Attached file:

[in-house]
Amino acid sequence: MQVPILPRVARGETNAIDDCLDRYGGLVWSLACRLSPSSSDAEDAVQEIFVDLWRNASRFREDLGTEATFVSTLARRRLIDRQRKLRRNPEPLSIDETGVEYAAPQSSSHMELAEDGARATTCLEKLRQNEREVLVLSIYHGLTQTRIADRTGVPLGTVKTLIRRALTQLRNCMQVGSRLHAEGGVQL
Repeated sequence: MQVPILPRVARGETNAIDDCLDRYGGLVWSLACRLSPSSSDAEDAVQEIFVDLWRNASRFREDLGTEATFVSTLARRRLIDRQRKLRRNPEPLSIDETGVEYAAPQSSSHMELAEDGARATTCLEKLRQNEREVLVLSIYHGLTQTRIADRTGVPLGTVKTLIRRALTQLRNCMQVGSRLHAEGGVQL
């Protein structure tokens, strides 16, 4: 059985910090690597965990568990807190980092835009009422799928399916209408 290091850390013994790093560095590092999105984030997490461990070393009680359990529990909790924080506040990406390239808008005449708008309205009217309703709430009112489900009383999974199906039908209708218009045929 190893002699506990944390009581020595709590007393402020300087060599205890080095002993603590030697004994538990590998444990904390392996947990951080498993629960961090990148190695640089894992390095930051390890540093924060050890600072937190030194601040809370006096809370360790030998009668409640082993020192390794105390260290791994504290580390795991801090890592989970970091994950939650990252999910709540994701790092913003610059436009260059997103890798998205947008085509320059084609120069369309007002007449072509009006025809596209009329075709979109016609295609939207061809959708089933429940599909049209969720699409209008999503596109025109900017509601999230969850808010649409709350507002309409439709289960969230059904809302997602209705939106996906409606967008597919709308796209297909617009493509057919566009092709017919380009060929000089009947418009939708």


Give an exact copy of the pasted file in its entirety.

[in-house]
Amino acid sequence: MQVPILPRVARGETNAIDDCLDRYGGLVWSLACRLSPSSSDAEDAVQEIFVDLWRNASRFREDLGTEATFVSTLARRRLIDRQRKLRRNPEPLSIDETGVEYAAPQSSSHMELAEDGARATTCLEKLRQNEREVLVLSIYHGLTQTRIADRTGVPLGTVKTLIRRALTQLRNCMQVGSRLHAEGGVQL
Repeated sequence: MQVPILPRVARGETNAIDDCLDRYGGLVWSLACRLSPSSSDAEDAVQEIFVDLWRNASRFREDLGTEATFVSTLARRRLIDRQRKLRRNPEPLSIDETGVEYAAPQSSSHMELAEDGARATTCLEKLRQNEREVLVLSIYHGLTQTRIADRTGVPLGTVKTLIRRALTQLRNCMQVGSRLHAEGGVQL
């Protein structure tokens, strides 16, 4: 059985910090690597965990568990807190980092835009009422799928399916209408 290091850390013994790093560095590092999105984030997490461990070393009680359990529990909790924080506040990406390239808008005449708008309205009217309703709430009112489900009383999974199906039908209708218009045929 190893002699506990944390009581020595709590007393402020300087060599205890080095002993603590030697004994538990590998444990904390392996947990951080498993629960961090990148190695640089894992390095930051390890540093924060050890600072937190030194601040809370006096809370360790030998009668409640082993020192390794105390260290791994504290580390795991801090890592989970970091994950939650990252999910709540994701790092913003610059436009260059997103890798998205947008085509320059084609120069369309007002007449072509009006025809596209009329075709979109016609295609939207061809959708089933429940599909049209969720699409209008999503596109025109900017509601999230969850808010649409709350507002309409439709289960969230059904809302997602209705939106996906409606967008597919709308796209297909617009493509057919566009092709017919380009060929000089009947418009939708």